In previous posts, we have provided tips and tricks for a successful Drupal migration from earlier versions of the content management system to the latest Version 8. In this installment of our series, we will talk about the Drupal 8 Migrate Plugin System.
Part 3: Coming soon!
About Drupal 8 Migrate
The migrate module has been moved into the core in Drupal 8, showing the community dedicated to making the process of upgrading between versions or migrating into Drupal an easier path to a successful move. The migrate module takes advantage of the Drupal 8 Plugin system, offering developers several Plugin types that they can implement: MigrateProcessPlugin, MigrateSourcePlugin, MigrateDestinationPlugin.
In an earlier blog post in this series, we dove into an introduction of the Migrate module in Drupal 8 and reviewed a basic setup of the migration mappings needed to get started. In this post, we will dive into MigrateProcessPlugins: what they are, how they work and examples on how to create your own.
What is a Drupal 8 Migrate Processor?
A migration processor is a plugin that is used to manipulate data that is being mapped from a source to a destination. These plugins are typically small, but very powerful. Processors are used in the “process” portion of your migration configuration file.
Drupal 8 comes with several migration processors out-of-the-box. Some of the more notable ones that you will likely use on a regular basis are:
- get – Default, 1:1 data migration plugin
- default_value – Allows you to define a default value for a field
- explode – Converts a string into an array of strings based on a delimiter
- iterator – Iterates over an array of values to perform a process on
- migration_lookup – Looks up an entity based on an ID from a source to a destination
- skip_on_empty – Skips the current field or row if the value is empty in the migration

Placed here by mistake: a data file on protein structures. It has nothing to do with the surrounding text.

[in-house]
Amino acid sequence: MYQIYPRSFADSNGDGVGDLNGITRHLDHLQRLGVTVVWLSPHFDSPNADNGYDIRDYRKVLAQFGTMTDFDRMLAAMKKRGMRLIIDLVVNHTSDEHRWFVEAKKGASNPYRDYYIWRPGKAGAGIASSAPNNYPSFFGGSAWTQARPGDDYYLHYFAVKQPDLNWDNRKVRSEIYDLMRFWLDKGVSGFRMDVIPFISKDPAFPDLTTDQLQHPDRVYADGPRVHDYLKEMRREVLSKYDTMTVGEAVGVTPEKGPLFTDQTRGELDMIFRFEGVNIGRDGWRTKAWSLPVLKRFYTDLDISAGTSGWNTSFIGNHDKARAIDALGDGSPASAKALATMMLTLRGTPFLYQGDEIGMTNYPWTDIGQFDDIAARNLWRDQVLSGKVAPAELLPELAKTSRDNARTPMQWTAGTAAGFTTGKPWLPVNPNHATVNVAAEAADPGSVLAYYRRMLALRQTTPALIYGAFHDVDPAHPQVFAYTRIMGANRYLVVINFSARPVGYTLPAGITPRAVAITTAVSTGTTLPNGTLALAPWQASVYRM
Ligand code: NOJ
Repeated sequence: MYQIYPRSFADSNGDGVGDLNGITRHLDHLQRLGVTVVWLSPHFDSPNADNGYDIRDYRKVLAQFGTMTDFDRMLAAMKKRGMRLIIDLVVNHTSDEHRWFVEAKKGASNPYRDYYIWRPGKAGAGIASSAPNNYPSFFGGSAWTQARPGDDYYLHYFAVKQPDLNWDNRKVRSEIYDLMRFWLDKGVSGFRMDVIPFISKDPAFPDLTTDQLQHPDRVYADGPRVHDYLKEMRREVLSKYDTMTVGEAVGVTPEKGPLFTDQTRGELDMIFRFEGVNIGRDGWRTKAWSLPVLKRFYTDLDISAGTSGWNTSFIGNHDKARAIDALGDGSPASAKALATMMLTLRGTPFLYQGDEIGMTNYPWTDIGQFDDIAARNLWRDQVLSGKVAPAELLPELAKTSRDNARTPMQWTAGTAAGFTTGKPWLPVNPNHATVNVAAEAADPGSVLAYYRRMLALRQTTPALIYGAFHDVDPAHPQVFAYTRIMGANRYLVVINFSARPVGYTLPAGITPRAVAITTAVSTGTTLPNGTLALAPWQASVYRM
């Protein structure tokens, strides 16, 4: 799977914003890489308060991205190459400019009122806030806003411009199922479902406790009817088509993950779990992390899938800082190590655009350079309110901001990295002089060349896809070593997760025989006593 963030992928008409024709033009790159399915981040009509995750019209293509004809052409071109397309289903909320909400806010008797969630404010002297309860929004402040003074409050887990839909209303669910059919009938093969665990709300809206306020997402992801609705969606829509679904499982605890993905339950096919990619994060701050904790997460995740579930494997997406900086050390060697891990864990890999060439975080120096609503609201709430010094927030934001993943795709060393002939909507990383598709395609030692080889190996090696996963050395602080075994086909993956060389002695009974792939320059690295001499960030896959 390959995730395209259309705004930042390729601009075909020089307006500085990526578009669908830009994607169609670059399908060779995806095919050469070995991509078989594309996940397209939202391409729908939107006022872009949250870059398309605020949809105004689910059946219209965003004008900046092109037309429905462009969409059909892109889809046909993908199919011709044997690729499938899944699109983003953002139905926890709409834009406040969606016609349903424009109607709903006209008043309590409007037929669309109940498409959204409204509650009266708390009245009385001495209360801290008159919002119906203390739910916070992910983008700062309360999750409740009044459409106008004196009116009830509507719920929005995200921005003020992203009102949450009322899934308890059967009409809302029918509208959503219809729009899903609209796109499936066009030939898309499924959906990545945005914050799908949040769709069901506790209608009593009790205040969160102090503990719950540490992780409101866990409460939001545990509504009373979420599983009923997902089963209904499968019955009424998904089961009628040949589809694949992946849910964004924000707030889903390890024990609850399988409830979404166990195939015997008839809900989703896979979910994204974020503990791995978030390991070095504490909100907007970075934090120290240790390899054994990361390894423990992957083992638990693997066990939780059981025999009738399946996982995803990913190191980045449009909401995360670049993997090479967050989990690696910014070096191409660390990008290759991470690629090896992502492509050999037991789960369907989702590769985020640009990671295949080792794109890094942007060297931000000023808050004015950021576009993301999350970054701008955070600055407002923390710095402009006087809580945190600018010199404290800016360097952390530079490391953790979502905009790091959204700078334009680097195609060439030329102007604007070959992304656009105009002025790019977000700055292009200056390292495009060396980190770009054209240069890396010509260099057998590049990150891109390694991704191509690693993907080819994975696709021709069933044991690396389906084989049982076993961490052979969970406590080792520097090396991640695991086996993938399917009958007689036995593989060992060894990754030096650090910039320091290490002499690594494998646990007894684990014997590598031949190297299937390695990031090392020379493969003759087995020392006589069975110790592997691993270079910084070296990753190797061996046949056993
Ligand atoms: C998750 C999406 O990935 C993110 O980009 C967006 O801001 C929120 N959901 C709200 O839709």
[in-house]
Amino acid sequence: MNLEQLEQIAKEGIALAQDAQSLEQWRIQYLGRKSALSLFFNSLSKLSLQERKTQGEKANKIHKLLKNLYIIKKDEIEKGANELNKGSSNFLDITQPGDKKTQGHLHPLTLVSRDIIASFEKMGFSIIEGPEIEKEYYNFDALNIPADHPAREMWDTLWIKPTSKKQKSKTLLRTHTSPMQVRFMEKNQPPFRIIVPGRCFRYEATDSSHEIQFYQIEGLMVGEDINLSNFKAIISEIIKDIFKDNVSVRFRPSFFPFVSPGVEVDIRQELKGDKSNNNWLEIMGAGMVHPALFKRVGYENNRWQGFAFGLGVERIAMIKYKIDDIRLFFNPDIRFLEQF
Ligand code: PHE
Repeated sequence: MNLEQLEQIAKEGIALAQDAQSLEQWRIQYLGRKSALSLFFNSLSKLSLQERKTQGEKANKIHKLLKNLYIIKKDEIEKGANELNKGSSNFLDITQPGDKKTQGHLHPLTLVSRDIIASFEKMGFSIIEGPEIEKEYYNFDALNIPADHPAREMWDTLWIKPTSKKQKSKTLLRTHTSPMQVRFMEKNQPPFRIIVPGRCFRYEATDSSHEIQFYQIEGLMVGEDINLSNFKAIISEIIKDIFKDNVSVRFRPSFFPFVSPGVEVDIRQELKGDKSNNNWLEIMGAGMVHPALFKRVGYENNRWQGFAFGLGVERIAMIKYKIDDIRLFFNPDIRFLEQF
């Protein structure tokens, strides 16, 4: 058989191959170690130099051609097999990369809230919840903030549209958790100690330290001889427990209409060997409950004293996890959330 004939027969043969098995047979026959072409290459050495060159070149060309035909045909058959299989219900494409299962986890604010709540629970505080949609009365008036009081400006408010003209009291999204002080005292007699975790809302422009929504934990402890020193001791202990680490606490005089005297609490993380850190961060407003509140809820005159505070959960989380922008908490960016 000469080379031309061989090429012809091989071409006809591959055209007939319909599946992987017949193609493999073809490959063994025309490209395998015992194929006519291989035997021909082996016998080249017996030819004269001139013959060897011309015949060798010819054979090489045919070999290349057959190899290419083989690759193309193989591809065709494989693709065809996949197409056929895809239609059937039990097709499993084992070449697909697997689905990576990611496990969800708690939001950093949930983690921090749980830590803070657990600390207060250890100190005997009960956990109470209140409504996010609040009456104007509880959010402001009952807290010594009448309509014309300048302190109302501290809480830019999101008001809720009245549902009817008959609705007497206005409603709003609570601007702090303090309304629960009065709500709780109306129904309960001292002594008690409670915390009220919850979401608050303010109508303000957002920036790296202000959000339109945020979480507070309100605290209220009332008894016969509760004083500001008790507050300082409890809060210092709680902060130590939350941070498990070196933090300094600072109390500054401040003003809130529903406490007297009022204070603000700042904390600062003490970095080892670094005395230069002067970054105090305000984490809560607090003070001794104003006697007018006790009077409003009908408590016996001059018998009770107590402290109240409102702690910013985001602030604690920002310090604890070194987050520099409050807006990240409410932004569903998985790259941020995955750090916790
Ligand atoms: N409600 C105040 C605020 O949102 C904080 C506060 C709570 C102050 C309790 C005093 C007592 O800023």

What Are the Benefits of Using a Drupal 8 Migrate Processor?
Migration process plugins provide developers with more flexibility and reusability when working with migrations in Drupal 8. By utilizing the Drupal 8 Plugin system, the Migrate module allows users to create new processors that implement a generic interface and can essentially be plug and play. In addition, the OO design of the plugin system allows developers to utilize inheritance of abstract classes and enforcement of methods if they have several variations of a plugin, without reinventing the wheel or duplicating code every time.
In English, this means that I can develop my own processors that manipulate data from my data source in any way that I want, and then reuse it across any migration that needs to use it.
How Does a MigrateProcessPlugin Work?
If you are finding that the out-of-the-box MigrateProcessPlugin’s are not enough for your use case, you may want to consider creating a new custom MigrateProcessPlugin. Creating a new process plugin in Drupal 8 is a fairly simple task.
Let’s take a look at a simple MigrateProcessPlugin as an example to get us started.
In the DefaultValue MigrateProcessPlugin, we only have one method that is implemented, called “transform”. Transform takes in a value that is passed in by the user, checks to see if it is set, and sets that value for the field in the destination mapping.
How Do I Use a Process Plugin in My Migration?
Using a process plugin in your migration is relatively simple. If you have written a migration before, you have used these without even knowing it. Let’s take a look at the example below:
In this example, you will notice several plugins are utilized:
- get: The “get” plugin is the default plugin. Any mapping that does not have a child element defining a plugin will utilize the “get” plugin
- default_value: In this example, we are setting the user ID of a blog_post to user 1
When am I Going to Need a Custom Processor Plugin?
Before you venture down the path of creating custom processors, ask yourself the following questions:
- Can any of the existing process plugins, or a combination of any of the existing process plugins, manipulate the data to the format I need?
- Is the data transformation something that follows a pattern?
- Is this processing/data manipulation something that will need to be used for more than one migration?
- Is this a transformation that other users/migrations may benefit from?
If the answer to any of the questions above is “YES”, it is worth your time to create a custom processor plugin.
Stay tuned for our next blog post in our migration series on custom processors. In this post, we will dive into what it takes to create a custom processor for a WordPress to Drupal migration.
Would you like help to create a more detailed plan for migrating your website to Drupal 8?